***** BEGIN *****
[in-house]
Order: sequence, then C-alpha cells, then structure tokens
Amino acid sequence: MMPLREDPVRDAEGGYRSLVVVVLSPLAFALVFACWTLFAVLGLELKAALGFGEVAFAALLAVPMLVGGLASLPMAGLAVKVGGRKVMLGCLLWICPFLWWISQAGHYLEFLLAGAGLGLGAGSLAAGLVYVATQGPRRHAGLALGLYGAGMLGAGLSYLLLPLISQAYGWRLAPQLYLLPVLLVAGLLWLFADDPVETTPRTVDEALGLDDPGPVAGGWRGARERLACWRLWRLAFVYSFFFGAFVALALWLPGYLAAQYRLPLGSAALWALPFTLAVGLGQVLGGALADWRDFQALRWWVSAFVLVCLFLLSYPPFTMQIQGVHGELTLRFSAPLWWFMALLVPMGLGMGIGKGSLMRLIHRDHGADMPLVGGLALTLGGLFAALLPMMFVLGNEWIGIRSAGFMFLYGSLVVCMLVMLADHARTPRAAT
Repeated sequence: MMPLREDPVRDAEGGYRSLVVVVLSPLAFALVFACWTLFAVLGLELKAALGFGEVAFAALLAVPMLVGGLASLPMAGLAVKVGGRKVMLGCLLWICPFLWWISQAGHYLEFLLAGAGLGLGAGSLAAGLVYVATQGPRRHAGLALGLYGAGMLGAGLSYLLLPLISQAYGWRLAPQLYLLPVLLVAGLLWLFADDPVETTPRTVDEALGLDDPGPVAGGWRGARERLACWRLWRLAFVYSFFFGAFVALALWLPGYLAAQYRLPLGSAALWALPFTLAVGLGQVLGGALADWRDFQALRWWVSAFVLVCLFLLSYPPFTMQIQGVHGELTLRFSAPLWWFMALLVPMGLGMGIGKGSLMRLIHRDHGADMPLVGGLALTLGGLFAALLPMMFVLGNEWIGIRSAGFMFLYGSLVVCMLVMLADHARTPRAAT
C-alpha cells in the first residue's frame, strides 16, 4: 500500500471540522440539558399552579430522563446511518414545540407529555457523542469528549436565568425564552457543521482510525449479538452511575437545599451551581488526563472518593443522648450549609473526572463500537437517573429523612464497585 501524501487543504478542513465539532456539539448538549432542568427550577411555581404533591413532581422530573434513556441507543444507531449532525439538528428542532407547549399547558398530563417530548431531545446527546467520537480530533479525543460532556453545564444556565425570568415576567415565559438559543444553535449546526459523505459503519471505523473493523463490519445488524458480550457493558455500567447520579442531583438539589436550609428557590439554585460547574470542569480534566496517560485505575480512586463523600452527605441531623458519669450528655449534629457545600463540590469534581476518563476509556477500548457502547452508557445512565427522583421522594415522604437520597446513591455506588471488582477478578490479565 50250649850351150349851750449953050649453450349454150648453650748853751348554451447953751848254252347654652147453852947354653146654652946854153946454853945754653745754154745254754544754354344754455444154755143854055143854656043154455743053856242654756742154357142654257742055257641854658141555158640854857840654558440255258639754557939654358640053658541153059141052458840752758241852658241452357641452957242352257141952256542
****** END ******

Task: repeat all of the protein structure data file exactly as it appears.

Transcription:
[in-house]
Order: sequence, then C-alpha cells, then structure tokens
Amino acid sequence: MMPLREDPVRDAEGGYRSLVVVVLSPLAFALVFACWTLFAVLGLELKAALGFGEVAFAALLAVPMLVGGLASLPMAGLAVKVGGRKVMLGCLLWICPFLWWISQAGHYLEFLLAGAGLGLGAGSLAAGLVYVATQGPRRHAGLALGLYGAGMLGAGLSYLLLPLISQAYGWRLAPQLYLLPVLLVAGLLWLFADDPVETTPRTVDEALGLDDPGPVAGGWRGARERLACWRLWRLAFVYSFFFGAFVALALWLPGYLAAQYRLPLGSAALWALPFTLAVGLGQVLGGALADWRDFQALRWWVSAFVLVCLFLLSYPPFTMQIQGVHGELTLRFSAPLWWFMALLVPMGLGMGIGKGSLMRLIHRDHGADMPLVGGLALTLGGLFAALLPMMFVLGNEWIGIRSAGFMFLYGSLVVCMLVMLADHARTPRAAT
Repeated sequence: MMPLREDPVRDAEGGYRSLVVVVLSPLAFALVFACWTLFAVLGLELKAALGFGEVAFAALLAVPMLVGGLASLPMAGLAVKVGGRKVMLGCLLWICPFLWWISQAGHYLEFLLAGAGLGLGAGSLAAGLVYVATQGPRRHAGLALGLYGAGMLGAGLSYLLLPLISQAYGWRLAPQLYLLPVLLVAGLLWLFADDPVETTPRTVDEALGLDDPGPVAGGWRGARERLACWRLWRLAFVYSFFFGAFVALALWLPGYLAAQYRLPLGSAALWALPFTLAVGLGQVLGGALADWRDFQALRWWVSAFVLVCLFLLSYPPFTMQIQGVHGELTLRFSAPLWWFMALLVPMGLGMGIGKGSLMRLIHRDHGADMPLVGGLALTLGGLFAALLPMMFVLGNEWIGIRSAGFMFLYGSLVVCMLVMLADHARTPRAAT
C-alpha cells in the first residue's frame, strides 16, 4: 500500500471540522440539558399552579430522563446511518414545540407529555457523542469528549436565568425564552457543521482510525449479538452511575437545599451551581488526563472518593443522648450549609473526572463500537437517573429523612464497585 501524501487543504478542513465539532456539539448538549432542568427550577411555581404533591413532581422530573434513556441507543444507531449532525439538528428542532407547549399547558398530563417530548431531545446527546467520537480530533479525543460532556453545564444556565425570568415576567415565559438559543444553535449546526459523505459503519471505523473493523463490519445488524458480550457493558455500567447520579442531583438539589436550609428557590439554585460547574470542569480534566496517560485505575480512586463523600452527605441531623458519669450528655449534629457545600463540590469534581476518563476509556477500548457502547452508557445512565427522583421522594415522604437520597446513591455506588471488582477478578490479565 50250649850351150349851750449953050649453450349454150648453650748853751348554451447953751848254252347654652147453852947354653146654652946854153946454853945754653745754154745254754544754354344754455444154755143854055143854656043154455743053856242654756742154357142654257742055257641854658141555158640854857840654558440255258639754557939654358640053658541153059141052458840752758241852658241452357641452957242352257141952256542